Nancy’s Pantry

Teapots Nancy's pantry DalstonSpent a great afternoon at a new kid’s cafe in Dalston a couple of weeks ago. No, you are right,  Dalston is not in West London. However, this is something completely different, so it was worth the trip across the capital. And it’s perfectly placed for the multitudes of hip young families who do live out East.

Having been to my fair share of family-friendly restaurants, I admit I was a little skeptical as to how different this could actually be. Different brand of colouring pencils perhaps? Staff with never-ending patience and wider than average smiles? But I was curious what more they might have on offer and I’m glad I was.

Nancy’s Pantry is a cafe that is designed round children  – rather than a cafe where they try to fit children in. It’s a big modern space with no steps, fake grass paths running between tables and the layout allows  one long activity benchNancy's pantry drawing table to run along the ends of each “eating” table – if you get me! So that your children are still next to you but can draw or play on their own table and also interact with other children.

At one end of the cafe, there is a small gated area for under twos to run around safely – sensibly placed away from the main door. But it is the other end of the restaurant where the fun really takes place. It is there you will find the children’s science lab! Yes. Really. It is a science lab. There’s a water table – not just for splashing each other, but for carrying out experiments like blowing your boat across the water and seeing what method makes it travel fastest. There are overhead projectors that children can use with natural objectsNancy's pantry overhead projector to make huge colourful pictures on the wall. There are microscopes, boxes of leaves, twigs and pebbles. And although you can drop in there’s also a proper timetable so you can see what kind of classes are on during the week.

It’s the brain-child of Gemma Timms and named after her five year old daughter. It’s Gemma and Nancyvery much a family affair with Gemma’s dad in charge in the kitchen and a friend from University, Alexis,  is in charge of the science workshops. Alexis is an artist rather than lab technician and Gemma is not from a catering background  – her career to date has been with the treasury. But like many new parents they despaired of finding places that were truly family friendly rather than just claiming to be – and also resented paying too much for a few fishfingers or chicken nuggets (her background with the treasury perhaps!).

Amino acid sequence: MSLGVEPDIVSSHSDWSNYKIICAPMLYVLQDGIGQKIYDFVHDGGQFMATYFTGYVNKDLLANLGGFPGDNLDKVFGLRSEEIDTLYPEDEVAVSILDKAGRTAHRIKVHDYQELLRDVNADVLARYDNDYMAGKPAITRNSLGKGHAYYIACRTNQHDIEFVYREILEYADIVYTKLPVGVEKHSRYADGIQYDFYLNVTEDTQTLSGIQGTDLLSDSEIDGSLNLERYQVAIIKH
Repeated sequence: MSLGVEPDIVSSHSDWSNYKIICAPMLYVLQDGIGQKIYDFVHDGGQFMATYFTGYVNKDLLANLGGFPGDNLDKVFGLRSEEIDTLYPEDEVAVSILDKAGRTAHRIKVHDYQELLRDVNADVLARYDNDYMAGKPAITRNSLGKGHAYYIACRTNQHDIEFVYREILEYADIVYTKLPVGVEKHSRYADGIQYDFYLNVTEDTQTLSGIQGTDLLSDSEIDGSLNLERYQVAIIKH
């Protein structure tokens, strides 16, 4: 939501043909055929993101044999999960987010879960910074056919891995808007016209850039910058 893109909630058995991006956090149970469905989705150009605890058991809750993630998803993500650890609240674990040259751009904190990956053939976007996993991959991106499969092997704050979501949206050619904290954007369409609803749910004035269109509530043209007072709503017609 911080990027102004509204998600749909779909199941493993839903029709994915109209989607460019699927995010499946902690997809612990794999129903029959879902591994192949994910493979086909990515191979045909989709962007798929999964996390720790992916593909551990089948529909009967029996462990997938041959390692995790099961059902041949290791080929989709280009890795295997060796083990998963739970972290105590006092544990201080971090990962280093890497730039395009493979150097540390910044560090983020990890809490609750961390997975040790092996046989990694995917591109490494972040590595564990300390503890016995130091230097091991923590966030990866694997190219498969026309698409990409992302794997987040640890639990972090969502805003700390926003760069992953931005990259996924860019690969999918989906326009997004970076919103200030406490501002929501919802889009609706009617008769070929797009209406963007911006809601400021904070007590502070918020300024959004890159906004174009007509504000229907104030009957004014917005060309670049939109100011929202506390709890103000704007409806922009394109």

The children’s food at Nancy’s is very nice and I have to say exceptionally good value –  (I know, I sound like an advert for Iceland or something – sorry!) While we were there my two both tried the home made mini fish pies – they told me they were delicious and I was amazed that they only cost £2 and came with a portion of vegetables.

Nancy's Pantry, Dalston SquareI stuck to the tea  ( white, green, black or herbal – I think there were 17 types on the menu) and cake –  which the kids also sampled and found equally delicious. The idea is that the adult fare should be good quality and interesting too – that neither adults norchildren should have to compromise on what they are eating  and that the children should be properly entertained and even learn something if you sign up to the classes. Focussing on science as well as art and music gives the place a real USP.

I think it’s a great concept and definitely worth checking out – wherever you live – if it was in West London I would definitely hang out there. And if it catches on in Dalston Square maybe it soon will be – perhaps named after Gemma’s baby son!

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2 Responses to Nancy’s Pantry

  1. Andrew says:

    Lovely review. Hope we can tempt you eastside again soon. Or alternatively, we hope we can open a Nancy’s Pantry westside!

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